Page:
They had an important trumpeting sound but they explained nothing to him. They said less about his brother than this empty corner lot where just last summer Johnny had helped him practice bunts until they lost the new ball among the Queen Anne’s lace. Johnny, too, had used the word “sacrifice,” but he’d been talking about baseball and its meaning was as clear then as this other sacrifice was muddled now. Young Paul kicked despondently through the brown and withered weeds. If he could find that long lost ball it would be doubly precious now.

JOHNNY’S father had gone to work that morning with a feeling of dullness and headache and the sound of his wife’s crying in his ears. He was immeasurably tired. So much for nothing. So much agony and effort that ended in agony and frustration. His son was dead.

They would ask him about Johnny at the plant, as they always did. He was the father of a boy who was right in there pitching.

' “Ask Paul Cove what news he’s had from his kid.” They’d ask him—well, he’d tell ’em.

He got off the trolley at the end of the line. His plodding feet scuffed along the wet pavement toward the gate. Fie paused outside the National Industries plant and with fingers hooked into the wire mesh fencing peered through into the yard. They were still out. A picket line stood on the ramp, the men’s coat collars turned up against the rain and the lettering on

the placards running in long watery smudges. There were some young men among them too, some younger even than Johnny. Why couldn’t they have changed places? Paul Cove felt the blood draining from his face as he watched them. Flis breathing quickened. The muscles around his jaw stood out in tight little lumps and the wire cut into his clenching fingers. Damn them, he thought. Didn’t they know there was a war going on?

The reaction to his anger left him shaking and sick. He turned away from the fence and walked back toward the car terminal. If they didn’t have to work then neither did he, and he had a better reason to stay out today than any of them.—Was that so? You’re blasted right!—Still, was it so? Reasons, right ones, wrong ones, in times like these? There’s a job to be done!—Wait a minute, take it easy! Remember what it cost to form the union?—Sure, okay, but—look. It doesn’t concern me; it never has. I don’t feel good. Would it concern Johnny? Johnny?—Why, Johnny, he’s dead.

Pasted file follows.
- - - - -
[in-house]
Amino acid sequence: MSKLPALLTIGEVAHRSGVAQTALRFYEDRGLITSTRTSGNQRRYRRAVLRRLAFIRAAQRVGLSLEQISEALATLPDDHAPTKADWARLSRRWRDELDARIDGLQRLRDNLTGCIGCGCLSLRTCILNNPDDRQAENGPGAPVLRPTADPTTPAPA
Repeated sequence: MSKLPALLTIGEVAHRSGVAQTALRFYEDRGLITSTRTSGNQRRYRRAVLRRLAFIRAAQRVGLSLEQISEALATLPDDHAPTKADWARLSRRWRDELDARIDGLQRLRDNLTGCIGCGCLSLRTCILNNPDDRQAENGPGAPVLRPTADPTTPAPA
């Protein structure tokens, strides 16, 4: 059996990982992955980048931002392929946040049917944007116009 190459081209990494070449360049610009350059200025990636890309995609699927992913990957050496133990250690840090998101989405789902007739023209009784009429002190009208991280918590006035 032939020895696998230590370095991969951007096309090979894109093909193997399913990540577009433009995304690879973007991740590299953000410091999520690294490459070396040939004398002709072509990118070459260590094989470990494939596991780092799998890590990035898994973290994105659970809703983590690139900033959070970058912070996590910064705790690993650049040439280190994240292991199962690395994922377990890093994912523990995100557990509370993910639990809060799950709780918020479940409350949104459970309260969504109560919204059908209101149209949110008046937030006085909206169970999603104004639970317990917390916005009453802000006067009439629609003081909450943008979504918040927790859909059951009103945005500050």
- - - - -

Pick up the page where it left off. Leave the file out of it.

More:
When Johnny’s father came out of the little beverage room next the carbarn he was quite drunk. There were too many voices plaguing him. He started to walk, to walk away from them, weaving down the shoulder of the road. He moved in a stumbling circle around 'thé countryside, across ditches and fences and fall plowed fields until his overalls were stiff with mud, until he was too tired to think and wanted only rest and food.

The cafeteria was warm. He bought a sandwich and a mug of coffee and sat down at a small marbletop table. It was almost all right until the juke box started up with a song about his boy marching home again. Then they all returned—the voices, goading him. Asking questions he could not answer, crowding him with the unwelcome answers to questions he’d never expected to ask. Saying: Didn’t you think?

Don’t you know the cost of your war? It isn’t worth it! This is the cost a million times over. Didn’t you think? “When Johnny Comes Marching Home Again, ta da, ta da.”—It isn’t worth it!—That’s up to

you. It’s up to you. It’s up to you ... It was as if the words were on a broken record. Johnny’s father rested his head in his hands. Please—no more, he whispered. Let it go. Let it go. The juke box continued its jubilant sound.

THE months went by. Thé trees grew bare on A Street and snow sifted along the fence roots. Although the world continued in ferment Johnny Cove rested secure in his wheat field. The only word from him came one day in a small package forwarded by his commanding officer. It contained a few personal belongings and an unfinished letter. There was a covering note, brief and formal, expressing the officer’s regret at Johnny’s death and praising his qualities as a soldier and a man.